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La Pucelle

This book collects together for the first time in English the major documents relating to the life and contemporary reputation of Joan of Arc. Also known as La Pucelle, she led a French Army against the English in 1429, arguably turning the course of the war in favour of the French king Charles VII. The story of Joan of Arc has continued to elicit an extraordinary range of reactions throughout almost six centuries since her death. Her story ended tragically in 1431 when she was put on trial for heresy and sorcery by an ecclesiastical court and was burned at the stake. The book shows how the trial, which was organised by her enemies, provides an important window into late medieval attitudes towards religion and gender. Joan was effectively persecuted by the established Church for her supposedly non-conformist views on spirituality and the role of women. She was ransomed by her captors to their English allies who in turn handed her over to the Church to be tried and finally executed for heresy at Rouen on 30 May 1431. This slur against her reputation would remain until her friends and acquaintances gave evidence before a Nullification trial that eventually overturned the earlier judgement against her on 7 July 1456. The textual records of the Nullification trial also present problems for modern scholars, parallel to those for the original Rouen trial.

E.A. Jones

instruction, and I do not write for such people, but only to the imperfect who aspire to the greatest degree of perfection, for to such people the solitary life is very dangerous – which is no wonder when someone has set out to fight continually until death against all possible temptations and the terrifying army of wicked spirits. And therefore this life requires and demands someone perfect, concerning which the Wise Man says: ‘I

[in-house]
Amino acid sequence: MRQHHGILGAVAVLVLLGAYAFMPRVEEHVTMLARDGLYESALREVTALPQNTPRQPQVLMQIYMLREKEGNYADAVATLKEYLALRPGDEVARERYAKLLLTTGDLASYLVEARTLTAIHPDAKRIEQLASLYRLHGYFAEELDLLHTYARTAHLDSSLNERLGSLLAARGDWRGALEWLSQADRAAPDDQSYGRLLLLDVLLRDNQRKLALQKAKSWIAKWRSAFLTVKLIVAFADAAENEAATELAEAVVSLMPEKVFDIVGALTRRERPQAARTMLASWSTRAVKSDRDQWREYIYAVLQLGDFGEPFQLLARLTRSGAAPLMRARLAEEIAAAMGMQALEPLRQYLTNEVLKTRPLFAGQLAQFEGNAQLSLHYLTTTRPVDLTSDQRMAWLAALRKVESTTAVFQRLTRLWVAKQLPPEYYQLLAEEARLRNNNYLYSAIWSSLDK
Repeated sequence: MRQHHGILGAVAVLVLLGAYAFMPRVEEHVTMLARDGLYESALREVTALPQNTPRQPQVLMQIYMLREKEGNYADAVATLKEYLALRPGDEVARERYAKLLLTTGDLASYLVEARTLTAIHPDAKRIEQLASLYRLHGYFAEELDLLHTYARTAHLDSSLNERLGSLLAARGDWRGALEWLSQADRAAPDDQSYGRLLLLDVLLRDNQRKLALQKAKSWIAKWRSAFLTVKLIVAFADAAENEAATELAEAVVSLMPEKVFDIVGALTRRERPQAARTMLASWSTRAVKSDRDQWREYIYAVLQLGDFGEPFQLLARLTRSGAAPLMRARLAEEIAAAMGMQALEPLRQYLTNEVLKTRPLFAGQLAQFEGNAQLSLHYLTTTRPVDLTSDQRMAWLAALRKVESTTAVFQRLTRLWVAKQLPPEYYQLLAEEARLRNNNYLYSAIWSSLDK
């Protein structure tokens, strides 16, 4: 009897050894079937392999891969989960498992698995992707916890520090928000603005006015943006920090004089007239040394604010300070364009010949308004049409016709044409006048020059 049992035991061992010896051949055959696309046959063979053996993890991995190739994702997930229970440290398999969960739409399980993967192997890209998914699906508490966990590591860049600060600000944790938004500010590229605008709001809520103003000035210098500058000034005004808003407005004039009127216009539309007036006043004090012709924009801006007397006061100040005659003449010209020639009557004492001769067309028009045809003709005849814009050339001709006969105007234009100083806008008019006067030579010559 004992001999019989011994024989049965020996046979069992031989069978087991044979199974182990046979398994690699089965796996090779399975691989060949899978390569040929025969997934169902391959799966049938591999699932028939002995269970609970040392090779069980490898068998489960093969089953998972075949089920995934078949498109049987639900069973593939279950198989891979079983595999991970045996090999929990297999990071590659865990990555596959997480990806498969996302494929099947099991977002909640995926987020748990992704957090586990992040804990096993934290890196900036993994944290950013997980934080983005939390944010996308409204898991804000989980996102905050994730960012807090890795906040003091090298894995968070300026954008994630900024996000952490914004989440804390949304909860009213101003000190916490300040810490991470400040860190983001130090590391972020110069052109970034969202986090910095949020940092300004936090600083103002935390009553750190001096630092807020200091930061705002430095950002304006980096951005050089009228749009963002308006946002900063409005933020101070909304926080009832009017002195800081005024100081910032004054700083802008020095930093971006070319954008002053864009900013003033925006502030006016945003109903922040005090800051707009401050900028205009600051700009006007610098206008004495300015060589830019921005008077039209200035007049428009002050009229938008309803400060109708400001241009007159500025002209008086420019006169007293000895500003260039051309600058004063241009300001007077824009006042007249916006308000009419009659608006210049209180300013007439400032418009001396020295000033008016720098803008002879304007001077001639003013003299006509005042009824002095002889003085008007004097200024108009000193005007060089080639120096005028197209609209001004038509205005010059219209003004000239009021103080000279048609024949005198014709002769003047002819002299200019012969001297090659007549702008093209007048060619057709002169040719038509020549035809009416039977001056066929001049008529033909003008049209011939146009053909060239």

in Hermits and anchorites in England, 1200–1550

Archbishop Wulfstan of York is among the most important legal and political thinkers of the early Middle Ages. A leading ecclesiastic, innovative legislator, and influential royal councilor, Wulfstan witnessed firsthand the violence and social unrest that culminated in the fall of the English monarchy before the invading armies of Cnut in 1016. This book introduces the range of Wulfstan's political writings and sheds light on the development of English law during the early eleventh century. In his homilies and legal tracts, Wulfstan offered a searing indictment of the moral failures that led to England’s collapse and formulated a vision of an ideal Christian community that would influence English political thought long after the Anglo-Saxon period had ended. More than just dry political theory, however, Wulfstan’s works are composed in the distinctive voice of someone who was both a confidante of kings and a preacher of apocalyptic fervour. No other source so vividly portrays the political life of eleventh-century England: what it was, and what one man believed it could be.